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How can the below code result in a dangling pointer.

    char *cPointer = malloc ( some constant number );
    /* some code */
    free ( cPointer );      
    cPointer = NULL;        
    /* some code */
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2 Answers 2

up vote 14 down vote accepted

It can't.

This would:

char * a = malloc(556);
char * b = a;
a = NULL;

b is now dangling pointer, because the object it pointed to it's gone but b still stores address to memory where the object used to be, you get funny results when you try to access it - it depends if the memory has been reused or is untouched.

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If the first "some code" copies the pointer value from cPointer to some other pointer variable, and the second "some code" uses that other pointer variable, it will be in trouble.

If the first "some code" generates an exception so the free is never reached, it will leak memory.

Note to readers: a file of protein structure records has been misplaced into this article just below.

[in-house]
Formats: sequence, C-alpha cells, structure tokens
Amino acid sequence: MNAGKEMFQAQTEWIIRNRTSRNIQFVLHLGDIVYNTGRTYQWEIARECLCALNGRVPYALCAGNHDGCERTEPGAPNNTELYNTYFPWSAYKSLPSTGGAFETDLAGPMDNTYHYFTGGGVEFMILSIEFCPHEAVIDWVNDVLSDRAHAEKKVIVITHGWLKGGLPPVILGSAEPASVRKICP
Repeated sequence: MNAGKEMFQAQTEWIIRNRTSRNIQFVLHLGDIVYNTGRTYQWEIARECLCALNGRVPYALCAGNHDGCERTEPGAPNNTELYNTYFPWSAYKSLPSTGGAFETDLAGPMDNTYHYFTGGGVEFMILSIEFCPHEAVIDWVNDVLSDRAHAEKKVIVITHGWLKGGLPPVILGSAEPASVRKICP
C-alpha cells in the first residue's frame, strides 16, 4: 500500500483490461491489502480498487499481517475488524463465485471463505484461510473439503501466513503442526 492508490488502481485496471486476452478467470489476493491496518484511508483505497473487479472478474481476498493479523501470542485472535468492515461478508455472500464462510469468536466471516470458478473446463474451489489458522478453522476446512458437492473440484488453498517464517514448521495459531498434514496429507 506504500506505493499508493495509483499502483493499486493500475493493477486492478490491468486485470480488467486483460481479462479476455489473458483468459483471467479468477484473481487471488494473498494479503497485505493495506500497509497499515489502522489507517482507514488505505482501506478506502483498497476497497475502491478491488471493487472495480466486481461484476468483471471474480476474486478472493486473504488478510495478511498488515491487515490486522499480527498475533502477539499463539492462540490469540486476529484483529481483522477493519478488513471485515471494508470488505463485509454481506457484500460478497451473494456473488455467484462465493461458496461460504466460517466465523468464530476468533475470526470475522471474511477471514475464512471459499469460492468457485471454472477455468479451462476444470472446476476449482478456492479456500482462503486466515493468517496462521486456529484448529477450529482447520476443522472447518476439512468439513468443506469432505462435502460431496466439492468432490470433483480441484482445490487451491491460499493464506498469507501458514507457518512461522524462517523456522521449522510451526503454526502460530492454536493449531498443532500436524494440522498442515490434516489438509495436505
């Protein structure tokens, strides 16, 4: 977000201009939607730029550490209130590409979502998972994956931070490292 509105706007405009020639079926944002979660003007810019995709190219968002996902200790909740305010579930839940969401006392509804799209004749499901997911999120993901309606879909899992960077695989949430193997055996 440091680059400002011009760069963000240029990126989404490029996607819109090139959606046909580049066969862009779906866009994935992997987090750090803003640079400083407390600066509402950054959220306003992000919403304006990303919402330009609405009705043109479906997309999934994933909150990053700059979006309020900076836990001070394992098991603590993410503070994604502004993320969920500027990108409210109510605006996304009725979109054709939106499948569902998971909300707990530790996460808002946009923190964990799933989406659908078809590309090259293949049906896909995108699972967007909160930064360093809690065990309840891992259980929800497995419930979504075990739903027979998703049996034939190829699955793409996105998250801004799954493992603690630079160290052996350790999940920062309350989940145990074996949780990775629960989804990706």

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Assume the some code does nothing related to the pointer, if i dont give the cPointer = NULL; statement does that mean i have a dangling pointer in cPOinter? –  ckv Apr 26 '10 at 7:09
@viswanathan, perhaps, you would want to edit your question, and make sure that your wording doesn't allow answers you consider incorrect. –  Pavel Shved Apr 26 '10 at 7:11
If you remove the cPointer = NULL; statement then cPointer will be a dangling pointer, but it will only cause problems if you use it. The programmer's purpose in assigning NULL is to help catch unintended uses, i.e. to help find bugs and debug them. –  Windows programmer Apr 26 '10 at 7:16

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